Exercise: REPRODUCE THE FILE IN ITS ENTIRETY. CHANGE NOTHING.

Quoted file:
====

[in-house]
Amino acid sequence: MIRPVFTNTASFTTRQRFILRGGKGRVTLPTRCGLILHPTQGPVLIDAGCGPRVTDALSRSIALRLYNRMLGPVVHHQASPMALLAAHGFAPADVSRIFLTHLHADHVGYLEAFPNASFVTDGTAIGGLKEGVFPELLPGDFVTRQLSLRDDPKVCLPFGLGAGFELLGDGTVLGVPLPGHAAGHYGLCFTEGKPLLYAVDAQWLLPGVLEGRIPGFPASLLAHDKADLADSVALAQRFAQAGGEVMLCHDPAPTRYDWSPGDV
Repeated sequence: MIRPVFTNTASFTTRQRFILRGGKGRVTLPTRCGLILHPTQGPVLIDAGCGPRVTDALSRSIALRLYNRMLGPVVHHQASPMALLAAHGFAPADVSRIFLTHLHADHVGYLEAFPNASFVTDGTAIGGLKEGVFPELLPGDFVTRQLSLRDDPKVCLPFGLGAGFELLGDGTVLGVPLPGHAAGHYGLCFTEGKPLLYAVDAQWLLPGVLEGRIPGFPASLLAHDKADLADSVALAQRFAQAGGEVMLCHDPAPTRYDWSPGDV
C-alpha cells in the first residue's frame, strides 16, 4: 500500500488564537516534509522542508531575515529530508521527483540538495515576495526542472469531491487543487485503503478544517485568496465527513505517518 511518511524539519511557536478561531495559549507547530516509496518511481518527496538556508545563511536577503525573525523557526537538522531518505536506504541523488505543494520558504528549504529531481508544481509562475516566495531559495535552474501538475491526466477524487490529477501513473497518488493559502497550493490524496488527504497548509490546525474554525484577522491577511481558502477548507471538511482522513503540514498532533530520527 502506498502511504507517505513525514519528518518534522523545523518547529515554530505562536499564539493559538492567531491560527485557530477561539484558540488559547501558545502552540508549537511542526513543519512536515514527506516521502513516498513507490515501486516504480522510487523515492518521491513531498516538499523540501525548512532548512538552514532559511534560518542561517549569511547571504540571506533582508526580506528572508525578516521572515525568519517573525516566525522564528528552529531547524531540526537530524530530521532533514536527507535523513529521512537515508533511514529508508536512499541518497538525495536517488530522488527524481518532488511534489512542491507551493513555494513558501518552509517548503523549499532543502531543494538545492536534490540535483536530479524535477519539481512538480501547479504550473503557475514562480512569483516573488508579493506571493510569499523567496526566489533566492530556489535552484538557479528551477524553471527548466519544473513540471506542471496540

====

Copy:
[in-house]
Amino acid sequence: MIRPVFTNTASFTTRQRFILRGGKGRVTLPTRCGLILHPTQGPVLIDAGCGPRVTDALSRSIALRLYNRMLGPVVHHQASPMALLAAHGFAPADVSRIFLTHLHADHVGYLEAFPNASFVTDGTAIGGLKEGVFPELLPGDFVTRQLSLRDDPKVCLPFGLGAGFELLGDGTVLGVPLPGHAAGHYGLCFTEGKPLLYAVDAQWLLPGVLEGRIPGFPASLLAHDKADLADSVALAQRFAQAGGEVMLCHDPAPTRYDWSPGDV
Repeated sequence: MIRPVFTNTASFTTRQRFILRGGKGRVTLPTRCGLILHPTQGPVLIDAGCGPRVTDALSRSIALRLYNRMLGPVVHHQASPMALLAAHGFAPADVSRIFLTHLHADHVGYLEAFPNASFVTDGTAIGGLKEGVFPELLPGDFVTRQLSLRDDPKVCLPFGLGAGFELLGDGTVLGVPLPGHAAGHYGLCFTEGKPLLYAVDAQWLLPGVLEGRIPGFPASLLAHDKADLADSVALAQRFAQAGGEVMLCHDPAPTRYDWSPGDV
C-alpha cells in the first residue's frame, strides 16, 4: 500500500488564537516534509522542508531575515529530508521527483540538495515576495526542472469531491487543487485503503478544517485568496465527513505517518 511518511524539519511557536478561531495559549507547530516509496518511481518527496538556508545563511536577503525573525523557526537538522531518505536506504541523488505543494520558504528549504529531481508544481509562475516566495531559495535552474501538475491526466477524487490529477501513473497518488493559502497550493490524496488527504497548509490546525474554525484577522491577511481558502477548507471538511482522513503540514498532533530520527 502506498502511504507517505513525514519528518518534522523545523518547529515554530505562536499564539493559538492567531491560527485557530477561539484558540488559547501558545502552540508549537511542526513543519512536515514527506516521502513516498513507490515501486516504480522510487523515492518521491513531498516538499523540501525548512532548512538552514532559511534560518542561517549569511547571504540571506533582508526580506528572508525578516521572515525568519517573525516566525522564528528552529531547524531540526537530524530530521532533514536527507535523513529521512537515508533511514529508508536512499541518497538525495536517488530522488527524481518532488511534489512542491507551493513555494513558501518552509517548503523549499532543502531543494538545492536534490540535483536530479524535477519539481512538480501547479504550473503557475514562480512569483516573488508579493506571493510569499523567496526566489533566492530556489535552484538557479528551477524553471527548466519544473513540471506542471496540